11. For anyone interested in this topic in the future, I did a little test to find out the latency of the Blackmagic Micro Cinema Camera through HDMI and compared it to a GH5. All tests were run at 25 fp/s. I ran a timecode window in Premiere Pro for 30 seconds for each test and filmed the iMac monitor and my Portkeys BM5 monitor placed next to each other, so I could read the difference in frames between the actual timecode and the signal sent from the camera to the Portkeys monitor through HDMI. Afterwards, I repeated this process with a Small HD 502 Bright monitor, to see if an industry standard monitor might obtain better results than the Portkeys monitor. These were my results: Portkeys BM5: 1: BMMCC RAW: 3-4 frames / 120-160 miliseconds 2: BMMCC RAW 3:1: 34 frames / 120-160 miliseconds 3. BMMCC 422: 2-4 frames / 80-160 miliseconds 4. GH5 4K 10 bit ALL-I: 6-7 frames / 240-280 miliseconds 5. GH5 1920x1080 10 bit ALL-I: 6-7 frames / 240-280 miliseconds Small HD 502 Bright 1: BMMCC RAW: 2-5 frames / 80-200 miliseconds 2: BMMCC RAW 3:1: 3-4 frames / 120-160 miliseconds 3. BMMCC 422: 2-4 frames / 80-160 miliseconds 4. GH5 4K 10 bit ALL-I: 6-8 frames / 240-320 miliseconds 5. GH5 1920x1080 10 bit ALL-I: 6-7 frames / 240-280 miliseconds I might do another test with a shorter cable, these were 2 meters, I think 😅. Good quality though. Results were very similar between the two monitors overall and favored the BMMCC over the GH5. It seems the GH5 takes about twice as long to process the signal. Further testing will reveal if 120-160 miliseconds is good enough for my purposes :).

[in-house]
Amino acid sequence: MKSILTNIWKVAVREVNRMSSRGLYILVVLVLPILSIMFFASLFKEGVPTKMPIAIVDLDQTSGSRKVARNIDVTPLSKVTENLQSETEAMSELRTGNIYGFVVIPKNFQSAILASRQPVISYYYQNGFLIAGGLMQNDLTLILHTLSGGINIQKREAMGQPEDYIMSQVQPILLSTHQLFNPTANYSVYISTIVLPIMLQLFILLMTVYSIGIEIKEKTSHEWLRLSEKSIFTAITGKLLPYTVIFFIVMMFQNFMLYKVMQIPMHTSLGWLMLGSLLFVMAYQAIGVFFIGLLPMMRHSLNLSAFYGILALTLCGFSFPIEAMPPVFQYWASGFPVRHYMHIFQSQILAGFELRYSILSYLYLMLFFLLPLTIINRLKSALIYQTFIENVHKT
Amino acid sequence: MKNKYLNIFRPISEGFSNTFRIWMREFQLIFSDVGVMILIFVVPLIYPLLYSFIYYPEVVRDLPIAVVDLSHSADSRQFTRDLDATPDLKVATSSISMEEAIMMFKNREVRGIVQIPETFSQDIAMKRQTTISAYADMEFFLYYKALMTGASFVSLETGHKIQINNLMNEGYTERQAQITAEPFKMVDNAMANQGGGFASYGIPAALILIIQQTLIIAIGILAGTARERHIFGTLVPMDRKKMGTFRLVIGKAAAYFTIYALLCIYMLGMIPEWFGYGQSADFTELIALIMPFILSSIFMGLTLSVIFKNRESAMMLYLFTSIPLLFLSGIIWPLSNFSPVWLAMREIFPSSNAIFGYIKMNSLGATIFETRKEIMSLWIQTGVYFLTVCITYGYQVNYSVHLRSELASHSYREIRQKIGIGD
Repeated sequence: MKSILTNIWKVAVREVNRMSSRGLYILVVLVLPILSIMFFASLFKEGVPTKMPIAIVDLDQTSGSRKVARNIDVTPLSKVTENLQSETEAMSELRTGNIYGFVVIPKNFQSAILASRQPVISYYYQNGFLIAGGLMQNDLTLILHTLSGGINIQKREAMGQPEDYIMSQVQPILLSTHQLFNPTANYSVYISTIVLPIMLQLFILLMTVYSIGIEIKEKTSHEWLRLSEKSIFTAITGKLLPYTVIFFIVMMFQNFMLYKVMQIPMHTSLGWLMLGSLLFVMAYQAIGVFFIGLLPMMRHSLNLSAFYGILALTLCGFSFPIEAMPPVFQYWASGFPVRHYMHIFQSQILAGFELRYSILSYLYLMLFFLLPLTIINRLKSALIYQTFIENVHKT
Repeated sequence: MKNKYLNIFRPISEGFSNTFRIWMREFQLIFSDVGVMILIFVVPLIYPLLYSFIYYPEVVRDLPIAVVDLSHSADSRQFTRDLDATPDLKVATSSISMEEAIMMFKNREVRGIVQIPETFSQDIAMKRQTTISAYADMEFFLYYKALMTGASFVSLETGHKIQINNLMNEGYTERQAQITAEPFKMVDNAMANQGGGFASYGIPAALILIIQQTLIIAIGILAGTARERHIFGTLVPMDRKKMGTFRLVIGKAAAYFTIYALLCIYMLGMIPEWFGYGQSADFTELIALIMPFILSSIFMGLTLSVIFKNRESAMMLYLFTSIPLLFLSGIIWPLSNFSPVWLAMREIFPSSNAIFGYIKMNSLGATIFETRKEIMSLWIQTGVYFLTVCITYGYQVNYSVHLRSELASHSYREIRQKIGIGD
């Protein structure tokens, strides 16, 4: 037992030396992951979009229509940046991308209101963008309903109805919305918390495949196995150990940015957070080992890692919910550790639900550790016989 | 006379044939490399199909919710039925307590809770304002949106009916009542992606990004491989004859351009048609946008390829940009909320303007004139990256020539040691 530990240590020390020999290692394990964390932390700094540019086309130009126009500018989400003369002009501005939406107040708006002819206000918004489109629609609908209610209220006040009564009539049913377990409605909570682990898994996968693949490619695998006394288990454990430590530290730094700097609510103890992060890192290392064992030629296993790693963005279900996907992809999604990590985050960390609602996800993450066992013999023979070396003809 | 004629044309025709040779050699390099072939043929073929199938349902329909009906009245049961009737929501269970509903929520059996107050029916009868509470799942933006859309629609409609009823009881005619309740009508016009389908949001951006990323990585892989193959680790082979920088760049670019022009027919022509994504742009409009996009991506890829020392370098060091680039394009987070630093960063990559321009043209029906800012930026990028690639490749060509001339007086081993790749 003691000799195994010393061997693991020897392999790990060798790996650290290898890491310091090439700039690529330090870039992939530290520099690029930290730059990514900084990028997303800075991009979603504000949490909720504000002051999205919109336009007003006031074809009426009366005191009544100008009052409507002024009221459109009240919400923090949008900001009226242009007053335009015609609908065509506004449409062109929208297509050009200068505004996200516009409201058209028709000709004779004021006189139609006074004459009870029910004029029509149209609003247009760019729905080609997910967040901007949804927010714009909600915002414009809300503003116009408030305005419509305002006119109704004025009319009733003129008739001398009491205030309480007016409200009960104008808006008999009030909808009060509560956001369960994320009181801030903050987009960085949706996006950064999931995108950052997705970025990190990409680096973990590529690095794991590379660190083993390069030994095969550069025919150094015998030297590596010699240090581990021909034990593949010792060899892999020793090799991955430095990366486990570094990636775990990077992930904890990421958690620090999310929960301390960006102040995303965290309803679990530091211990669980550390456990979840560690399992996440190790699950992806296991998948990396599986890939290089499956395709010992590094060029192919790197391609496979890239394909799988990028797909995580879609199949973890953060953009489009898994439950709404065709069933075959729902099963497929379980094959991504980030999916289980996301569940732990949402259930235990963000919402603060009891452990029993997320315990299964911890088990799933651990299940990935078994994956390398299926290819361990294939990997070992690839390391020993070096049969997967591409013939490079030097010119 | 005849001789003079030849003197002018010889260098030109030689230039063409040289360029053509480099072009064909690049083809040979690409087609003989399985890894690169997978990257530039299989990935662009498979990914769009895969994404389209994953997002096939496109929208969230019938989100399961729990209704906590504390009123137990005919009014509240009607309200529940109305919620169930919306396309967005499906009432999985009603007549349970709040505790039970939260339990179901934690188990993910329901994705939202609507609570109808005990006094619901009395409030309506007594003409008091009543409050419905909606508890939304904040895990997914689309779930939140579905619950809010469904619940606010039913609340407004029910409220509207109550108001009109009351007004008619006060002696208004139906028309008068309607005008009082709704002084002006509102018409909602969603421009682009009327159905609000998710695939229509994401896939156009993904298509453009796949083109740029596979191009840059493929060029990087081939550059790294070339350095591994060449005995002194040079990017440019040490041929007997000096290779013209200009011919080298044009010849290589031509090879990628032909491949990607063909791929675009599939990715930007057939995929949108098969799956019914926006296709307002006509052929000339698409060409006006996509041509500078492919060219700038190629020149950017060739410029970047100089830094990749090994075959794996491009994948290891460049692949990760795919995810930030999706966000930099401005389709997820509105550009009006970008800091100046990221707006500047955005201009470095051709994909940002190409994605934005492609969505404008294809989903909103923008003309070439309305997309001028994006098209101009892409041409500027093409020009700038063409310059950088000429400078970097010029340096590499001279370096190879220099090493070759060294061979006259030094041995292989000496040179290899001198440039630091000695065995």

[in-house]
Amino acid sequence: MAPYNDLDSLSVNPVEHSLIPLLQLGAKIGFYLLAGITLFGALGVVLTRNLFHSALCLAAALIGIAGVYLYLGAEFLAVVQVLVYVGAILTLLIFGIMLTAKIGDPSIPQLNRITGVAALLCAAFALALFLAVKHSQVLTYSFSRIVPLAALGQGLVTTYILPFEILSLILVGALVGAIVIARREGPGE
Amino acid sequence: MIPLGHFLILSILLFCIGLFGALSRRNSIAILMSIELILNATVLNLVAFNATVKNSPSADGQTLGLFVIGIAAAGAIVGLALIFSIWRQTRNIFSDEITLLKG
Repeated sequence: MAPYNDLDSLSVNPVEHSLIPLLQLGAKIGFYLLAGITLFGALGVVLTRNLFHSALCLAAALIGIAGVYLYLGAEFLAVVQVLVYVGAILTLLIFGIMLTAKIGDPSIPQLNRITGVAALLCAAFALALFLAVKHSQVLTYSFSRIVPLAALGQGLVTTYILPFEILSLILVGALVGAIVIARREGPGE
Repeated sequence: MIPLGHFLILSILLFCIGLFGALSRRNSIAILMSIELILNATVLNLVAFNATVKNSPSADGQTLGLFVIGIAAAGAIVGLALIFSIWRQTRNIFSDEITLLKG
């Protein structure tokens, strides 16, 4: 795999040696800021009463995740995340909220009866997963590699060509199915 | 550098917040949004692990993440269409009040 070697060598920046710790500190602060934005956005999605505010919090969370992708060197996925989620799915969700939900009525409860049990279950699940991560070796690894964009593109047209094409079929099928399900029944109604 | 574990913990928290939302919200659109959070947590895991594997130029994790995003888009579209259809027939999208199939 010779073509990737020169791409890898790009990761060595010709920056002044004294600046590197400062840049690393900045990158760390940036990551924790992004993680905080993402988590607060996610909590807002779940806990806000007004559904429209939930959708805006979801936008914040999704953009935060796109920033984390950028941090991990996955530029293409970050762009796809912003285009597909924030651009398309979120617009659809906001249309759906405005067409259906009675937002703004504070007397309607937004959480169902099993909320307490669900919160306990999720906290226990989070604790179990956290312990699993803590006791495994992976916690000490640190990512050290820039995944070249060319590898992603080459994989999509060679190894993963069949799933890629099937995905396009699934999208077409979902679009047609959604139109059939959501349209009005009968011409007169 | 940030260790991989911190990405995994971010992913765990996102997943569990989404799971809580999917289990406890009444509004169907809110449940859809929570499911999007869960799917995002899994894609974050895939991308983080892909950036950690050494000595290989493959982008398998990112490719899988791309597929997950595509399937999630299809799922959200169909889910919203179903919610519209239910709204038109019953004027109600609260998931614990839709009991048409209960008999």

12. Thanks for the heads up! Yes, I was mostly thinking about post. 🙂